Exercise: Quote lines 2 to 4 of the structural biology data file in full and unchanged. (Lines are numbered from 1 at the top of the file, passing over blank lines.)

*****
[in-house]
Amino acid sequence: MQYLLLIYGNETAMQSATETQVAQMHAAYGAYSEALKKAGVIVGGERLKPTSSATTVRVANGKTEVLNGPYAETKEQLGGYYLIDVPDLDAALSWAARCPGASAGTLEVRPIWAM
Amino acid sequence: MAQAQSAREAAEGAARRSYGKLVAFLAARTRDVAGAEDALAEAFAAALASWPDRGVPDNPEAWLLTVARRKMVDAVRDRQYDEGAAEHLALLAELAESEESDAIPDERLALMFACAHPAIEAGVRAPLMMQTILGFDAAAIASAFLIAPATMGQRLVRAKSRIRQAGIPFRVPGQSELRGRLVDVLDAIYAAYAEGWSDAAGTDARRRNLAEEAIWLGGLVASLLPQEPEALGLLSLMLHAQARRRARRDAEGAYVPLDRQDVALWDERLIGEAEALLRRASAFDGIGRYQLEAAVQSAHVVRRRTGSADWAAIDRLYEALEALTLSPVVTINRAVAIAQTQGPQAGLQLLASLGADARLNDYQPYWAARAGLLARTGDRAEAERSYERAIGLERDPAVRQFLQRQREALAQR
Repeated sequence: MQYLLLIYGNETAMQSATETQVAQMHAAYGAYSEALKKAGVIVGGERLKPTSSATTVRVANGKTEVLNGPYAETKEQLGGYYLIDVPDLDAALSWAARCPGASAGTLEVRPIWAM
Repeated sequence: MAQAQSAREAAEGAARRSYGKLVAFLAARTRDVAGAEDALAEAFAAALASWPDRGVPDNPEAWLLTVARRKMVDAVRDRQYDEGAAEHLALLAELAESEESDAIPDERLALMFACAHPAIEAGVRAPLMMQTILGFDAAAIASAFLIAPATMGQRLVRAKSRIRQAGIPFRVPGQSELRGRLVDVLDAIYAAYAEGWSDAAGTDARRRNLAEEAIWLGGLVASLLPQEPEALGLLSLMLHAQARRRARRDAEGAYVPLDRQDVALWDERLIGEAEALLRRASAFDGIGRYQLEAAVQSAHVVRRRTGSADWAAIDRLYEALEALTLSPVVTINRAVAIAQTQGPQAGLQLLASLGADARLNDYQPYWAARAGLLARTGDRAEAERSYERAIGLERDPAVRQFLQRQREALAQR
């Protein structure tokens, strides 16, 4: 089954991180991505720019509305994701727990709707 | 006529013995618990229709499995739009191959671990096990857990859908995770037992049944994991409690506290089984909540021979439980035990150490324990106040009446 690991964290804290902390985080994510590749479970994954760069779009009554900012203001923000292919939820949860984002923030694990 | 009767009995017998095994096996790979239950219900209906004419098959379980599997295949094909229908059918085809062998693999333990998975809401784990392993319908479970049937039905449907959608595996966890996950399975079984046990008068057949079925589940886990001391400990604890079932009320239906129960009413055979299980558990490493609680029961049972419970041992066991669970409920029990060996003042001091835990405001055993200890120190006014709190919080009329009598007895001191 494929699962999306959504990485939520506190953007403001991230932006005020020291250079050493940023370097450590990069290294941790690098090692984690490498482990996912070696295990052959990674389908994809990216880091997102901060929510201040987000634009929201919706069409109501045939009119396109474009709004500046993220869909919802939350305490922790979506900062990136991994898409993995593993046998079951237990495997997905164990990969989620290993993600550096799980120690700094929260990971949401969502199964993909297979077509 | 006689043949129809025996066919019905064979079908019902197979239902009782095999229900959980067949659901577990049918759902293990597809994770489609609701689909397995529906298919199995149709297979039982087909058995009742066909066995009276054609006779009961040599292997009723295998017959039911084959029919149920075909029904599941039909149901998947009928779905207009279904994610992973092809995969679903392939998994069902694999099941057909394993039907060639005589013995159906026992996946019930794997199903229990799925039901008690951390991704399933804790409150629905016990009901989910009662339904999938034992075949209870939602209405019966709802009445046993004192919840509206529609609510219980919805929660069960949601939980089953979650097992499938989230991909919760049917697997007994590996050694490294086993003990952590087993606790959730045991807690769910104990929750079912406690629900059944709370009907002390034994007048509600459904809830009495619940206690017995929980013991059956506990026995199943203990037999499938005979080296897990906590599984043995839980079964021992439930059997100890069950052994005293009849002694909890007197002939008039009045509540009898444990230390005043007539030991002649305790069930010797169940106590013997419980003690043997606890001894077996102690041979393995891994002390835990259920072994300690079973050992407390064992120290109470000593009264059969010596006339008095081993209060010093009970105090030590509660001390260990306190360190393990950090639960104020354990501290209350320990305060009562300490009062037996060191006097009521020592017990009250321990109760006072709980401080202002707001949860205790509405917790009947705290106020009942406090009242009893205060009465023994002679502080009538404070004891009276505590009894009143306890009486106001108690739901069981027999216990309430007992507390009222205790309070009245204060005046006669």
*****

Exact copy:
Amino acid sequence: MQYLLLIYGNETAMQSATETQVAQMHAAYGAYSEALKKAGVIVGGERLKPTSSATTVRVANGKTEVLNGPYAETKEQLGGYYLIDVPDLDAALSWAARCPGASAGTLEVRPIWAM
Amino acid sequence: MAQAQSAREAAEGAARRSYGKLVAFLAARTRDVAGAEDALAEAFAAALASWPDRGVPDNPEAWLLTVARRKMVDAVRDRQYDEGAAEHLALLAELAESEESDAIPDERLALMFACAHPAIEAGVRAPLMMQTILGFDAAAIASAFLIAPATMGQRLVRAKSRIRQAGIPFRVPGQSELRGRLVDVLDAIYAAYAEGWSDAAGTDARRRNLAEEAIWLGGLVASLLPQEPEALGLLSLMLHAQARRRARRDAEGAYVPLDRQDVALWDERLIGEAEALLRRASAFDGIGRYQLEAAVQSAHVVRRRTGSADWAAIDRLYEALEALTLSPVVTINRAVAIAQTQGPQAGLQLLASLGADARLNDYQPYWAARAGLLARTGDRAEAERSYERAIGLERDPAVRQFLQRQREALAQR
Repeated sequence: MQYLLLIYGNETAMQSATETQVAQMHAAYGAYSEALKKAGVIVGGERLKPTSSATTVRVANGKTEVLNGPYAETKEQLGGYYLIDVPDLDAALSWAARCPGASAGTLEVRPIWAM